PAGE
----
Tuesday, March 12, 2013
Ninth Circuit Upholds Fair Use Ruling in ‘Jersey Boys’ Case
By KENNETH OFGANG, Staff Writer
The producer of the stage musical “Jersey Boys” did not infringe copyright by using a seven-second clip of Ed Sullivan introducing the Four Seasons on his television show, the Ninth U.S. Circuit Court of Appeals ruled yesterday.
The panel agreed with U.S. District Judge Dolly M. Gee of the Central District of California, who ruled that the defendant’s use of the clip was protected by the fair use doctrine. The appellate court also affirmed an award of $155,000 in attorney fees to the defendant, Dodger Productions, Inc.
The award-winning show, which has been performed around the world, uses the band’s music to tell the story of its rise to fame and the times in which that occurred.
At the end of the first act, band member Bob Gaudio addresses the audience about the significance of the band’s January 1966 appearance on the Sullivan show, which ran from 1948 to 1971, explaining:
“Around this time there was a little dust-up called The British Invasion. Britannia’s ruling the air waves, so we start our own American revolution. The battle begins on Sunday night at eight o’clock and the whole world is watching.”
As Gaudio speaks, the rest of the band is seen on a CBS studio stage preparing for their performance on the Sullivan show, and the clip of Sullivan saying “Now ladies and gentlemen, here, for all of the youngsters in the country, the Four Seasons . . .” is shown from a screen hanging over the center of the stage.
The clip ends with Sullivan directing attention to the stage, then the screen goes dark and the actors sing “Dawn.”
SOFA Entertainment, Inc., which owns the copyright in the entire library of the Sullivan show, filed suit after the company’s president, Andrew Solt, saw the musical. Solt purchased the rights to the show from Sullivan’s daughter and son-in-law in 1990 for a sum reported to be between $5 million and $10 million.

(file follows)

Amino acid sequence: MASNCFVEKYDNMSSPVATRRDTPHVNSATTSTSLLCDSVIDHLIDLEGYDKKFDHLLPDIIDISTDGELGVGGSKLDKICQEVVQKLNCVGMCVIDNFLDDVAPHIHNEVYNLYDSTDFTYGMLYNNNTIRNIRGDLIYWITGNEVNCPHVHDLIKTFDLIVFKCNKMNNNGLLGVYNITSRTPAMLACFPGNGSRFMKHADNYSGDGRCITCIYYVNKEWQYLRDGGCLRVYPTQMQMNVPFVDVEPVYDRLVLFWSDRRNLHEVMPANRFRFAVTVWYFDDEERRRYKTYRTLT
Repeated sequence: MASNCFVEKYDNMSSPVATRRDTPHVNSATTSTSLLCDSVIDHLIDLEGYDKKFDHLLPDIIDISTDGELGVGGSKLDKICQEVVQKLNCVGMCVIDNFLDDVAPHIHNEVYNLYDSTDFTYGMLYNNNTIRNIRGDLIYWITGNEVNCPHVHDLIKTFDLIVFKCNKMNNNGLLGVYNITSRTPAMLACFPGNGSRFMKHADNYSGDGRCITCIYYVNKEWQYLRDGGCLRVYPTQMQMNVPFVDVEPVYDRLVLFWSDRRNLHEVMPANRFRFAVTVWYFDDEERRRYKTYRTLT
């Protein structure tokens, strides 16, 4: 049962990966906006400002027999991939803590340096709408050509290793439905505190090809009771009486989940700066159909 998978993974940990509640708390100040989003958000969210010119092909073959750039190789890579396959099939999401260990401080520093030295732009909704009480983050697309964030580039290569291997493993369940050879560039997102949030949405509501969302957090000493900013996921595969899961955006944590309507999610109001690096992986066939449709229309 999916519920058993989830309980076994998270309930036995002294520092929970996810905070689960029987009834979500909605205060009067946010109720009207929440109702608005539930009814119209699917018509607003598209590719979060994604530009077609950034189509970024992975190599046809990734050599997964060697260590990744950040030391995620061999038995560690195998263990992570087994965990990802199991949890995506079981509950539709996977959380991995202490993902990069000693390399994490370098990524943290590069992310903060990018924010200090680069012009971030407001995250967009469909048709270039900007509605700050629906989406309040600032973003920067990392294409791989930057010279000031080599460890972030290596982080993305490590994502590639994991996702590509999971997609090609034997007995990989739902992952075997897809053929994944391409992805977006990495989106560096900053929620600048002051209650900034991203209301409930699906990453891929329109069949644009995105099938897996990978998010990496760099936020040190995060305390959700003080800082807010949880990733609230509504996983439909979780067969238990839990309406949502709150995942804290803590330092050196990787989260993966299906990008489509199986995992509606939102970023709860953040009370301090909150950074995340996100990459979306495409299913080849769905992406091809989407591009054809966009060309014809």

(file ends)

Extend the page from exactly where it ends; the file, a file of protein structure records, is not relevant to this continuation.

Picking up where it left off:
Gee, in granting the defendant’s motion for summary judgment, used the four-factor test of 17 U.S.C. § 107.
‘Fair Use’ Statute
The section says “the fair use of a copyrighted work . . . for purposes such as criticism, comment, news reporting, teaching . . . , scholarship, or research  is not an infringement of copyright.” It directs the court to consider “the purpose and character of the use,” “the nature of the copyrighted work,” “the amount and substantiality of the portion used in relation to the copyrighted work as a whole” and “the effect of the use upon the potential market for or value of the copyrighted work.”
The judge also granted a discretionary attorney fee award, saying “lawsuits of this nature . . . have a chilling effect on creativity insofar as they discourage the fair use of existing works in the creation of new ones.”
Senior Judge Stephen Trott, in his opinion for the appellate panel, said the defendant’s use of the clip was “undoubtably” fair “because by using the clip for its historical significance, the defendants…imbued it with new meaning and [did] so without usurping whatever demand there was for the original clip. “
The judge explained that the clip showed a historical event, did not involve a great deal of creative content, and was not qualitatively significant, and that its use in “Jersey Boys” posed no “reasonable threat to SOFA’s business model.”
Trott also concluded that the fee award was fair because “SOFA should have known from the outset that its chances of success in this case were slim to none” based on precedent and because the district judge’s analysis of the chilling effect of this type of suit was correct.
Trott was joined by Judges Diarmuid F. O’Scannlain and Richard R. Clifton.
Attorneys on appeal were Jaime W. Marquart of Baker Marquart LLP for the plaintiff and Walter R. Sadler of Leopold, Petrich & Smith, P.C. for the defendant.
The case is SOFA Entertainment, Inc. v. Dodger Productions, Inc., 10-56535.
Copyright 2013, Metropolitan News Company